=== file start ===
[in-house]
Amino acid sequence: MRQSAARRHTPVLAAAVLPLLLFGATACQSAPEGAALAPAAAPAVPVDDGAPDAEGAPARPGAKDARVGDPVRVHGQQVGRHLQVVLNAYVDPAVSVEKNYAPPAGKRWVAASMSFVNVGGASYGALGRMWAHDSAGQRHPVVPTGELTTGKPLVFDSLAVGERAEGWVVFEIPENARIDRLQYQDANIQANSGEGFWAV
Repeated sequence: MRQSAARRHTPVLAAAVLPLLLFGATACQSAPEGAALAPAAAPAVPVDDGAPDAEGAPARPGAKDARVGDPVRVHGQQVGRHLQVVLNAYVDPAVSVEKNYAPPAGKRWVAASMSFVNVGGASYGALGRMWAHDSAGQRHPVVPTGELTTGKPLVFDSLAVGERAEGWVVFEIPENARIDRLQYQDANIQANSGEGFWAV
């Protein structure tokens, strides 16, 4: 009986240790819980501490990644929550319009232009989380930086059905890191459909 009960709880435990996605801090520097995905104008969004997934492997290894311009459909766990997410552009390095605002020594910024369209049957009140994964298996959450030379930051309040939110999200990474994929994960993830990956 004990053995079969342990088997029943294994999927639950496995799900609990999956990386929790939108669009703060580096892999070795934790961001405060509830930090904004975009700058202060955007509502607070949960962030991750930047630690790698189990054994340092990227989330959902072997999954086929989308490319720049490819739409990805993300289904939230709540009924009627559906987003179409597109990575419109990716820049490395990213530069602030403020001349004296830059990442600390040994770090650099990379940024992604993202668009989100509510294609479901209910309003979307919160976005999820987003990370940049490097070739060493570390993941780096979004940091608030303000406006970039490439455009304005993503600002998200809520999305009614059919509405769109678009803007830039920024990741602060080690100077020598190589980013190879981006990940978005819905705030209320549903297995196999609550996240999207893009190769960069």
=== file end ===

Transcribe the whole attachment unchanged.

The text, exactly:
[in-house]
Amino acid sequence: MRQSAARRHTPVLAAAVLPLLLFGATACQSAPEGAALAPAAAPAVPVDDGAPDAEGAPARPGAKDARVGDPVRVHGQQVGRHLQVVLNAYVDPAVSVEKNYAPPAGKRWVAASMSFVNVGGASYGALGRMWAHDSAGQRHPVVPTGELTTGKPLVFDSLAVGERAEGWVVFEIPENARIDRLQYQDANIQANSGEGFWAV
Repeated sequence: MRQSAARRHTPVLAAAVLPLLLFGATACQSAPEGAALAPAAAPAVPVDDGAPDAEGAPARPGAKDARVGDPVRVHGQQVGRHLQVVLNAYVDPAVSVEKNYAPPAGKRWVAASMSFVNVGGASYGALGRMWAHDSAGQRHPVVPTGELTTGKPLVFDSLAVGERAEGWVVFEIPENARIDRLQYQDANIQANSGEGFWAV
């Protein structure tokens, strides 16, 4: 009986240790819980501490990644929550319009232009989380930086059905890191459909 009960709880435990996605801090520097995905104008969004997934492997290894311009459909766990997410552009390095605002020594910024369209049957009140994964298996959450030379930051309040939110999200990474994929994960993830990956 004990053995079969342990088997029943294994999927639950496995799900609990999956990386929790939108669009703060580096892999070795934790961001405060509830930090904004975009700058202060955007509502607070949960962030991750930047630690790698189990054994340092990227989330959902072997999954086929989308490319720049490819739409990805993300289904939230709540009924009627559906987003179409597109990575419109990716820049490395990213530069602030403020001349004296830059990442600390040994770090650099990379940024992604993202668009989100509510294609479901209910309003979307919160976005999820987003990370940049490097070739060493570390993941780096979004940091608030303000406006970039490439455009304005993503600002998200809520999305009614059919509405769109678009803007830039920024990741602060080690100077020598190589980013190879981006990940978005819905705030209320549903297995196999609550996240999207893009190769960069």